Here’s the thing about healing from chronic illness: Compassion for where you are in your healing journey and what you need is critical.

We’re inundated with stories of people who healed quickly or who kept powering through or who used the power of positive thinking to recover. That’s just not realistic for most of us. Even worse are the people who have dealt with something similar to whatever triggered our illness or pain, and since they didn’t also get sick, they (and we) question whether we’re making it up or if it’s all in our head.

All of these stories make it harder to heal and recover. These stories set us up for failure. They make us think we should push ourselves when really we should be resting. They make us think we should be better by now, when clearly we’re not. They make us think there’s something wrong with us, which only serves to make our symptoms worse.

Unless you’re incredibly lucky, recovering from chronic conditions you’ve had for years or decades is going to take time and work. The very act of going through all of these healing techniques can be exhausting.

If you want to get better, you need to acknowledge that you need more rest than you (or society) wants to allow.

As you start and continue through this work, you can figure out how to safely push the boundaries to retrain your nervous system to not shut down—a cause of chronic fatigue—but you’re still going to genuinely need a lot of rest. Processing heavy emotions is exhausting, and whenever you’re feeling symptoms, it’s a sign that your nervous system is repressing something, which can also be exhausting. And that’s okay! It’s okay to need to rest, and it’s okay to take all the time you need for rest. It took me a long, long time to accept that as truth, but recovery got easier once I did.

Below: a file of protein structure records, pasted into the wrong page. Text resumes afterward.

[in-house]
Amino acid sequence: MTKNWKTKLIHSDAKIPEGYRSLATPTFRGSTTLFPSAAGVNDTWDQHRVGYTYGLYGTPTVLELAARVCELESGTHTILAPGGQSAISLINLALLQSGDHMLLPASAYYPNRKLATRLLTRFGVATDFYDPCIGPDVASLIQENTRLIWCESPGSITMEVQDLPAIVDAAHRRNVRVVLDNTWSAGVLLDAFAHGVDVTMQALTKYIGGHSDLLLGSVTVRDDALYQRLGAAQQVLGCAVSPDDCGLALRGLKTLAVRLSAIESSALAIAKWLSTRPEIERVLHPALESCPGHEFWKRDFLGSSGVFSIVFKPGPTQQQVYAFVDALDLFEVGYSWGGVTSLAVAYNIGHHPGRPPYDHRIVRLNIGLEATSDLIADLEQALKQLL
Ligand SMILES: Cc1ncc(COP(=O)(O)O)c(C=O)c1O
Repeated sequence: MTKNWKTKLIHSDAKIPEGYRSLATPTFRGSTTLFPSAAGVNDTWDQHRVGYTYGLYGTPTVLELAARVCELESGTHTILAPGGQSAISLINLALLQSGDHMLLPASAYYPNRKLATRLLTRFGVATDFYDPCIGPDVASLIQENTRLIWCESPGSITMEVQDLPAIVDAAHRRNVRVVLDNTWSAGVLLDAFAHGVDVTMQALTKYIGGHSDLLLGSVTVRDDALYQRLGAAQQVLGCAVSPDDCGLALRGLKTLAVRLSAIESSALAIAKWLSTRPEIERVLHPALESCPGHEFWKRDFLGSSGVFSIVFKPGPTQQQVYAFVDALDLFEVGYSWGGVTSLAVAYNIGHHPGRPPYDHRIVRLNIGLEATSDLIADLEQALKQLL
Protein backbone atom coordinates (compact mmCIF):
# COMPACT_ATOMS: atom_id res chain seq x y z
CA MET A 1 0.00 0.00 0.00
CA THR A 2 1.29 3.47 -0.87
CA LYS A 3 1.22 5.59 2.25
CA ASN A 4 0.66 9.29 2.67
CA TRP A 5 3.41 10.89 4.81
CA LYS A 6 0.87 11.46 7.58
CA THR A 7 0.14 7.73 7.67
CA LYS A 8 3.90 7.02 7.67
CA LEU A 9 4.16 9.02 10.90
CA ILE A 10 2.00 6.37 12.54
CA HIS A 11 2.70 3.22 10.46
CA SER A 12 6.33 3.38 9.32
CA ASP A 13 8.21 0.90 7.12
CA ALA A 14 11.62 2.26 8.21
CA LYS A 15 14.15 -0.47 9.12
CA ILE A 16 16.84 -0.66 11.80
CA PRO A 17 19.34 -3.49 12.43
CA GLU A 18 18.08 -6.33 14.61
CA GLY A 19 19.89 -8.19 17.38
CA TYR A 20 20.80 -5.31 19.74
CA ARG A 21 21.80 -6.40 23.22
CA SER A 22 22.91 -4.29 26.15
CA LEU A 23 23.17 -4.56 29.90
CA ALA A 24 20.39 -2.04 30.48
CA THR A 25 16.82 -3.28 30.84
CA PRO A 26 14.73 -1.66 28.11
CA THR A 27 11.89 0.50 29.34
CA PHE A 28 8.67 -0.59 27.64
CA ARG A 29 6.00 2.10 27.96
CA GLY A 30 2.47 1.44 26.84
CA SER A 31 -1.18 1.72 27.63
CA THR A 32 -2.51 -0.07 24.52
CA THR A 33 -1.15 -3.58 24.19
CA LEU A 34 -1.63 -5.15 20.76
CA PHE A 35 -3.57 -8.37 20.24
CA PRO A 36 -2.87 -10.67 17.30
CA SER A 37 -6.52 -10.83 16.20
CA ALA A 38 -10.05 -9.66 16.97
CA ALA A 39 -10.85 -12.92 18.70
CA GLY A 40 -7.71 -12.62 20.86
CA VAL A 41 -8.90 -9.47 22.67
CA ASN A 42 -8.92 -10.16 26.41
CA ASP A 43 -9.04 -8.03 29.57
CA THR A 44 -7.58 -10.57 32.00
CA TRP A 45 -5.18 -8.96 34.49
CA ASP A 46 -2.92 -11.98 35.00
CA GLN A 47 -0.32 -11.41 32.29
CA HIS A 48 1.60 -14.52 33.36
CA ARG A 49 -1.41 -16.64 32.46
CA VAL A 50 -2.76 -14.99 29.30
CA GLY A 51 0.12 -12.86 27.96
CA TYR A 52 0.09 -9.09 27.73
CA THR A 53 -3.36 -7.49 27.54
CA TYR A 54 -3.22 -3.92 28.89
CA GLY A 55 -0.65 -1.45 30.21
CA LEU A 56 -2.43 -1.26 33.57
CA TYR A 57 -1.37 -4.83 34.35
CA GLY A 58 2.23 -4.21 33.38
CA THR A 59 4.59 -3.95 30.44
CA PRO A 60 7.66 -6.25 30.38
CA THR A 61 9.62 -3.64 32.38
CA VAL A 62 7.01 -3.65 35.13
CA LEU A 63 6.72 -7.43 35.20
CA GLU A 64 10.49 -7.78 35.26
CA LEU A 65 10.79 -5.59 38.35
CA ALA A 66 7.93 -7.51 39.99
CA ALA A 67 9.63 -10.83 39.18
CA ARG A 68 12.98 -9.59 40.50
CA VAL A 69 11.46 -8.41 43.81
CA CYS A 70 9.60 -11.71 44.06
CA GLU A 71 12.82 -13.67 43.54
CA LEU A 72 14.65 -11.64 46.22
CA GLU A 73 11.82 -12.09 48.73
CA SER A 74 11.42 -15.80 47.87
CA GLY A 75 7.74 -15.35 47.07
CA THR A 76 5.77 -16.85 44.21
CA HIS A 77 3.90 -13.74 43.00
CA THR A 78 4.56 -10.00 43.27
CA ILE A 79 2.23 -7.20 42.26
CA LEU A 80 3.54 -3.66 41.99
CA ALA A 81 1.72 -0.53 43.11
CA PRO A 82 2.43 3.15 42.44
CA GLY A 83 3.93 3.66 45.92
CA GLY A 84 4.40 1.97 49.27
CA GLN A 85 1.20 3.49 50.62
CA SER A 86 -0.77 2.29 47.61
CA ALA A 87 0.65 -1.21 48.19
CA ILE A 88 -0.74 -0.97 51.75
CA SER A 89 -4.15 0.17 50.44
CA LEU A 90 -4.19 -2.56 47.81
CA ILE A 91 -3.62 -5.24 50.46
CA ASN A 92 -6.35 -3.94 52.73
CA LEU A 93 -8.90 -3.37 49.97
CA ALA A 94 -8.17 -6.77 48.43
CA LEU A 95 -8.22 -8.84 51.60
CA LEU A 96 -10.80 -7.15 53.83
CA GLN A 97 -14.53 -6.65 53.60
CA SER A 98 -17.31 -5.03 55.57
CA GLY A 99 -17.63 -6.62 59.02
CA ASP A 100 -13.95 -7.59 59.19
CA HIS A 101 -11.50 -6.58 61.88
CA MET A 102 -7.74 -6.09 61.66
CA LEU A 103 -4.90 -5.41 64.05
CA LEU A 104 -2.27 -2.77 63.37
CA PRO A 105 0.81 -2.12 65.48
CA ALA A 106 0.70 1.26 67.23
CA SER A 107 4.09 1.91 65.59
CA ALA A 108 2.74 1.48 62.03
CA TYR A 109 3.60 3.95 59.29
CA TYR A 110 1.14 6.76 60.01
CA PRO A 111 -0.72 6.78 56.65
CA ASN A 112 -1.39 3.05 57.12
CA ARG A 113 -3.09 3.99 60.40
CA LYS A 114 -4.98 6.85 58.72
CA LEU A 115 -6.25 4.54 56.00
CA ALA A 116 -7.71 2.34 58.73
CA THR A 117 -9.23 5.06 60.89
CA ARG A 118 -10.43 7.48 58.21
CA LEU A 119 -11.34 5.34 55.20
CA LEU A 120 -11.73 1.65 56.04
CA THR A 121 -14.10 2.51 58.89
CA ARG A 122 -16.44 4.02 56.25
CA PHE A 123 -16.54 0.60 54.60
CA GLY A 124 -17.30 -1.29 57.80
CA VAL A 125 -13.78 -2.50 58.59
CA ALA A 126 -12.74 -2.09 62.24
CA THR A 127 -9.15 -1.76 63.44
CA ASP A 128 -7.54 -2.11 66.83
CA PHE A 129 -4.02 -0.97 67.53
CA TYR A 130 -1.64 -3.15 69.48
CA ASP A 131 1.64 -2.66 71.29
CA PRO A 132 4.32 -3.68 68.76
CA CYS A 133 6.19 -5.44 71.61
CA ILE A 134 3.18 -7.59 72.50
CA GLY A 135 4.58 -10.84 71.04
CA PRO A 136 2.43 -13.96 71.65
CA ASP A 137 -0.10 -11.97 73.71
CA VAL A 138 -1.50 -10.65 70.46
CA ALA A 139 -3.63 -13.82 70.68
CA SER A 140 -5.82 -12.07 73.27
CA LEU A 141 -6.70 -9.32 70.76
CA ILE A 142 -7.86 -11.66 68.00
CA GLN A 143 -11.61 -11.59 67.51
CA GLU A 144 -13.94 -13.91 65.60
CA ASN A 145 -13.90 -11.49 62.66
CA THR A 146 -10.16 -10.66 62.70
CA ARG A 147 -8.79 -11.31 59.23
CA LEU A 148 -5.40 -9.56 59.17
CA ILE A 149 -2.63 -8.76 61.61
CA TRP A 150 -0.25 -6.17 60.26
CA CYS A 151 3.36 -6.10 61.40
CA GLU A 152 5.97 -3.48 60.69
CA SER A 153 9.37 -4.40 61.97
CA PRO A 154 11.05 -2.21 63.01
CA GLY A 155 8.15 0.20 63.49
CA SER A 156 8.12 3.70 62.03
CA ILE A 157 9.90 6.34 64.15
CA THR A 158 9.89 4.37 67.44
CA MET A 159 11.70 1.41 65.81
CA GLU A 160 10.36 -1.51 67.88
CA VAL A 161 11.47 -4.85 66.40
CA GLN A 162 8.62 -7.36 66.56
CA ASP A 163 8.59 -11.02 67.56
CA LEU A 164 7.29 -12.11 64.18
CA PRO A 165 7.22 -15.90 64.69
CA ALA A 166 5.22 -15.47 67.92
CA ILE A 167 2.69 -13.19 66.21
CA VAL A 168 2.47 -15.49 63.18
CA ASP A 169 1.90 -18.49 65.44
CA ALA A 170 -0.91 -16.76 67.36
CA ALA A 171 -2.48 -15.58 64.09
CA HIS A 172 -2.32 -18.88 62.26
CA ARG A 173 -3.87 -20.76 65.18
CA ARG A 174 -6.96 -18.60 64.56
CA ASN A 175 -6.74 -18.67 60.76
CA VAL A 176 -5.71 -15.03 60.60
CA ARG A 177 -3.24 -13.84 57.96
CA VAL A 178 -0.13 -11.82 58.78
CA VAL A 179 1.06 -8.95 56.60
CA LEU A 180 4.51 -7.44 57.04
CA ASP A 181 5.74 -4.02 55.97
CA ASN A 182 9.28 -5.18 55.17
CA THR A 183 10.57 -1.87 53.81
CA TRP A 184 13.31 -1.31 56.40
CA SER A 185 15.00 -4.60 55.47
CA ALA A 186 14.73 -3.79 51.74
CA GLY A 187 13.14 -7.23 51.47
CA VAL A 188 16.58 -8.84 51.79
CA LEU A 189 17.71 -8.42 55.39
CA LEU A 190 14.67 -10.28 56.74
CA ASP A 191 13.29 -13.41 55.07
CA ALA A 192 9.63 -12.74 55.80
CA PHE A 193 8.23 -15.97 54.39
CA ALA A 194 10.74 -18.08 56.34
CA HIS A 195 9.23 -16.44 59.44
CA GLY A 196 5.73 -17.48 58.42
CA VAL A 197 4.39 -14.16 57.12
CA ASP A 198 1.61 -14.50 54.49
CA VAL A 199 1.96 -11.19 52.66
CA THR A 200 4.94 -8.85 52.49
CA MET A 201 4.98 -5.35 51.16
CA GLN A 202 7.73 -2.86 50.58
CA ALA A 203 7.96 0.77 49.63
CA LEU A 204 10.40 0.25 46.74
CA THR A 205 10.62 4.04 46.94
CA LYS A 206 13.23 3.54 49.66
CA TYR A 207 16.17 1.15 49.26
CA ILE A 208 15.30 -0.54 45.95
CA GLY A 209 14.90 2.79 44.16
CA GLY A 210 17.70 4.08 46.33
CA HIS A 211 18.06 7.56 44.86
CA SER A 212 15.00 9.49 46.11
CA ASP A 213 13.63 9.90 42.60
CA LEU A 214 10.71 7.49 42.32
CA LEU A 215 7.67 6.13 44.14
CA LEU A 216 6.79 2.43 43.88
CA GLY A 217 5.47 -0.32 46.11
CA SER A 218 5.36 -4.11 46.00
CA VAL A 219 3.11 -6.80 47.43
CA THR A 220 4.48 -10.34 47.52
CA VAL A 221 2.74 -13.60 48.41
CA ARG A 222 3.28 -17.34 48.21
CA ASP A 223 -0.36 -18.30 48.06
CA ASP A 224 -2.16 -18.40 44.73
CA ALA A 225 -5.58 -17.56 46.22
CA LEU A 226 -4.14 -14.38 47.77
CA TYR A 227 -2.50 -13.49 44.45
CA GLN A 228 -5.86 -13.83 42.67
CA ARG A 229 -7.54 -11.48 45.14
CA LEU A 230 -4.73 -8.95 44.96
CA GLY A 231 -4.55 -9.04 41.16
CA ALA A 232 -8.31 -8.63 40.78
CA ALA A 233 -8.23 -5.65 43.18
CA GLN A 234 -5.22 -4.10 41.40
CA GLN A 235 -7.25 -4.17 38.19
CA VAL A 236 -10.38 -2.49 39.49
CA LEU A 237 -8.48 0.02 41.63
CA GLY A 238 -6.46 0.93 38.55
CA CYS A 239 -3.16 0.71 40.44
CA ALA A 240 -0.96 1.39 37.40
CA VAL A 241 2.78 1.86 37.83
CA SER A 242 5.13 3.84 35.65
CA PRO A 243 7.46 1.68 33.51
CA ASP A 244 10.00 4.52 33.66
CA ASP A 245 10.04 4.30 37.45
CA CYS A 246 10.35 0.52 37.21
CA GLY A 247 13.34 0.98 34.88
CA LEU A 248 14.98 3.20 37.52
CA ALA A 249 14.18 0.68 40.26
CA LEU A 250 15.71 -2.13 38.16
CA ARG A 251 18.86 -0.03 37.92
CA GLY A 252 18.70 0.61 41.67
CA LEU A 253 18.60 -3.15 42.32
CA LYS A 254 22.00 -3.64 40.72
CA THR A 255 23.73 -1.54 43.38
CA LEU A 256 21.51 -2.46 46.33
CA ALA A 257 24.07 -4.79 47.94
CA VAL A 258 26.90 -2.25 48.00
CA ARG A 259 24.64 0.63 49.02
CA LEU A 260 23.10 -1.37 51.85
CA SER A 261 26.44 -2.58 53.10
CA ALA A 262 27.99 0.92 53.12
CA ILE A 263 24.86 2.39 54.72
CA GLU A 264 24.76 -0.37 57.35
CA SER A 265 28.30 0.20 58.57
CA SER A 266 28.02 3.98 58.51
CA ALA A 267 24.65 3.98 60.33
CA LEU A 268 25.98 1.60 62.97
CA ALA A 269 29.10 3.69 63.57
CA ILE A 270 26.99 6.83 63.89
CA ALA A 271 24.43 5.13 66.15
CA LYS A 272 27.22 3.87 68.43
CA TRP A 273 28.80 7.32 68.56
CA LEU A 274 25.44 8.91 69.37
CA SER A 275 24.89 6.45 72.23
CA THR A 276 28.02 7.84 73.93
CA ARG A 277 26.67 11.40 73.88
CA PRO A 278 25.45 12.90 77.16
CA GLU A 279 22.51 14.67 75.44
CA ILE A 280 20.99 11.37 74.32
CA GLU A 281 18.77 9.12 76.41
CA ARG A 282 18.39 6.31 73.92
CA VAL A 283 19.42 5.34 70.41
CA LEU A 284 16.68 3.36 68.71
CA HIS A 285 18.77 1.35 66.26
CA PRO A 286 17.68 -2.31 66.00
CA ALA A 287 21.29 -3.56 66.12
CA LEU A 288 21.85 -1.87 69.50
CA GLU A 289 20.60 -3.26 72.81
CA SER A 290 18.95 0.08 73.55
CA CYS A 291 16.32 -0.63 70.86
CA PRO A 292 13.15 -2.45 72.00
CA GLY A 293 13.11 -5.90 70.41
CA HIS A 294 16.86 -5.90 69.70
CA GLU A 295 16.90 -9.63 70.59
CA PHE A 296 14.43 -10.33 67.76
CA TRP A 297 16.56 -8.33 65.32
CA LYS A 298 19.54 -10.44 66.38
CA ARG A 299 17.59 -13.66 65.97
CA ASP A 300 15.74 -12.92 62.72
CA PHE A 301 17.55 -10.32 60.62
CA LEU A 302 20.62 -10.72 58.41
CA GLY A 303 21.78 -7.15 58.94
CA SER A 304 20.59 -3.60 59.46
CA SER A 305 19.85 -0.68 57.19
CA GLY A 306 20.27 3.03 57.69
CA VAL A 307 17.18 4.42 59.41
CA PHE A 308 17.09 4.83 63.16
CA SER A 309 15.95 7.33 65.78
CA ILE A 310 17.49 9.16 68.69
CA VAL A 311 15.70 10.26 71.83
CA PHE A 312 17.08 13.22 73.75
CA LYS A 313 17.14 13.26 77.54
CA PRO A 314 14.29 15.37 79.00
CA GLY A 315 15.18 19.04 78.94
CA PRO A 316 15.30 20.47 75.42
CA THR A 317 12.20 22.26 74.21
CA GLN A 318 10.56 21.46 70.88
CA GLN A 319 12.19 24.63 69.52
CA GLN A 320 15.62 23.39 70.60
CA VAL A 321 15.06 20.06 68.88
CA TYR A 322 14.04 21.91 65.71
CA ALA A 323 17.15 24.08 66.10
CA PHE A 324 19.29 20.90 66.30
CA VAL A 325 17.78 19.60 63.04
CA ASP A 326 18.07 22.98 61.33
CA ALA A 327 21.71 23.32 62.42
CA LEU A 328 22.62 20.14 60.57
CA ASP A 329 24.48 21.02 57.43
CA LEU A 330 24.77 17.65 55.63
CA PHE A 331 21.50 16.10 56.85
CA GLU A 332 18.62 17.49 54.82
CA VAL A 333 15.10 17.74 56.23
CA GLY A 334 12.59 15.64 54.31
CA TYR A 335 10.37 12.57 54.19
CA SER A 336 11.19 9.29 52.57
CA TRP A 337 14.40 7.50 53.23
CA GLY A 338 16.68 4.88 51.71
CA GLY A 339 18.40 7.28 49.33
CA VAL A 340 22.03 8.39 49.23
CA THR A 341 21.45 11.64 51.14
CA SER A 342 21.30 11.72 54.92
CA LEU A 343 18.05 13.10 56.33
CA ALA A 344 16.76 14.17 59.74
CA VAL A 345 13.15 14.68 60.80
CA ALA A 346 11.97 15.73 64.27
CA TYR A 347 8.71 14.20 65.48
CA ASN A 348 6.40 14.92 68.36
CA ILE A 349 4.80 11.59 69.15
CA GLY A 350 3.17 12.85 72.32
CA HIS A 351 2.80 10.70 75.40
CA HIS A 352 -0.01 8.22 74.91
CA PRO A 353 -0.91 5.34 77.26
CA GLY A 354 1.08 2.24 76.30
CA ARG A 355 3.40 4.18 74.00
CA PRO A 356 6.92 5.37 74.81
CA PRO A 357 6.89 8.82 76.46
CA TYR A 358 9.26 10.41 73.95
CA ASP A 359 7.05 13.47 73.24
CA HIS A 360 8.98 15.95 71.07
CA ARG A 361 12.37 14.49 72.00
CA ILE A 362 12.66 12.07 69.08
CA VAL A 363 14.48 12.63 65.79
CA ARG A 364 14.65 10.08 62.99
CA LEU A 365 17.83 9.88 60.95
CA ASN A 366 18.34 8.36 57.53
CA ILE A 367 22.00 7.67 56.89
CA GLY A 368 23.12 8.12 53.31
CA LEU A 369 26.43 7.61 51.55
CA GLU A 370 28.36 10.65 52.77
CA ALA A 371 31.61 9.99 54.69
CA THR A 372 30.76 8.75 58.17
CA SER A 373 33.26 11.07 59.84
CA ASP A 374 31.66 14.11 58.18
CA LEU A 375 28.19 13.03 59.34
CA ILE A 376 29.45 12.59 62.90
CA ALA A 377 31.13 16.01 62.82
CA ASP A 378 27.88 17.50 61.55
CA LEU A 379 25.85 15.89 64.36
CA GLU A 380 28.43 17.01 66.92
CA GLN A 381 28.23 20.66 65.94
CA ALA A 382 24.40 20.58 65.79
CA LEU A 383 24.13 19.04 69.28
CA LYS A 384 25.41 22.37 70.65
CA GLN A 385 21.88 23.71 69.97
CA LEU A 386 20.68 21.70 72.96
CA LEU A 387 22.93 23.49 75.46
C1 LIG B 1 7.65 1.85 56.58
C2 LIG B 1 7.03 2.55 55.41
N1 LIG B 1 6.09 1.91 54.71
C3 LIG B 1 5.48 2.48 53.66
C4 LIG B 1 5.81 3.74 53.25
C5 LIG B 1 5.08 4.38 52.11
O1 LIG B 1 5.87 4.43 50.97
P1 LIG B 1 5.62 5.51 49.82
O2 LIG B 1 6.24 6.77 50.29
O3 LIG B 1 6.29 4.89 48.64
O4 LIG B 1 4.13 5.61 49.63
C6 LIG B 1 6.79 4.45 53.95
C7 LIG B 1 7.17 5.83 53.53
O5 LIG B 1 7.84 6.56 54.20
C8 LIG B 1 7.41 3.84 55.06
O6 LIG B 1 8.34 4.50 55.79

If you want to get better, you also need to acknowledge that it’s going to take more time than you wish it would take.

When I started this work, I recovered from my food intolerances in just two weeks. Even the long covid was basically gone after a couple of months (though that’s partly because I redefined my symptoms as all being the same nervous system condition, rather than multiple individual ailments). But then I had symptoms that dragged on for a year and a half. I kept having episodes where I thought I’d tapped into all of the repressed emotions, and then I’d have a big flare of symptoms. I’d get frustrated with myself, and then I would discover something big I was still repressing inside of me. Then I’d get frustrated all over again because I didn’t understand why my nervous system was still repressing stuff, when I’d clearly done so much work to prove that it was safe to feel all of these things.

It took me a while to finally recognize that even though I kept going through these cycles, I was drastically improving. More often than not, each cycle was a little less worse than the previous one. But even when one of the cycles led to a really bad flare up of symptoms, it usually meant I was about to tap into a big repressed issue. And once I’d processed whatever the big issue was, I’d feel even better. I just needed to acknowledge that this process takes a lot of time, and that’s also okay!

Finally, if you want to get better, you need to have loads and loads of self-compassion.

I kept hearing about the value of self-compassion, and I’d think, “Sure. Whatever.” But I had a strong resistance to reading Kristen Neff’s book Self-Compassion . That resistance should have been a clue. But I missed the clue. I’d been doing all this work for a year and two months before my library’s recommendation algorithm finally put her book in front of me. I was sick at the time, and had nothing else to do but lay in bed and listen to audiobooks, so I thought, “Sure. Whatever.” And I listened to her book. It. Was. Life-changing.

I finally understood why and how to change the voice inside me from one that was critical to one that loved and accepted me for me and that didn’t care about all the awful external messages that had previously made me think I should be something else and something better.

Self-compassion is the voice inside my head that says, “If you need to rest now, do it.” Or, “It’s okay that you’re not better yet. This work takes time, and you’ve made great progress so far.” Or, “It’s okay to focus on your needs.” Or, “It’s okay that you didn’t finish everything on your to-do list. You have so much going on right now.” It’s a sweet, caring voice that just wants what’s best for me and my nervous system. Allowing that voice in, cultivating that voice, created a seismic shift in my nervous system.

If there was a single thing that might have helped me recover faster, it would have been tapping into more self-compassion early on. And the self-compassionate voice inside of me is saying that everything worked out in any case: what matters is that I’ve tapped into self-compassion now 🙂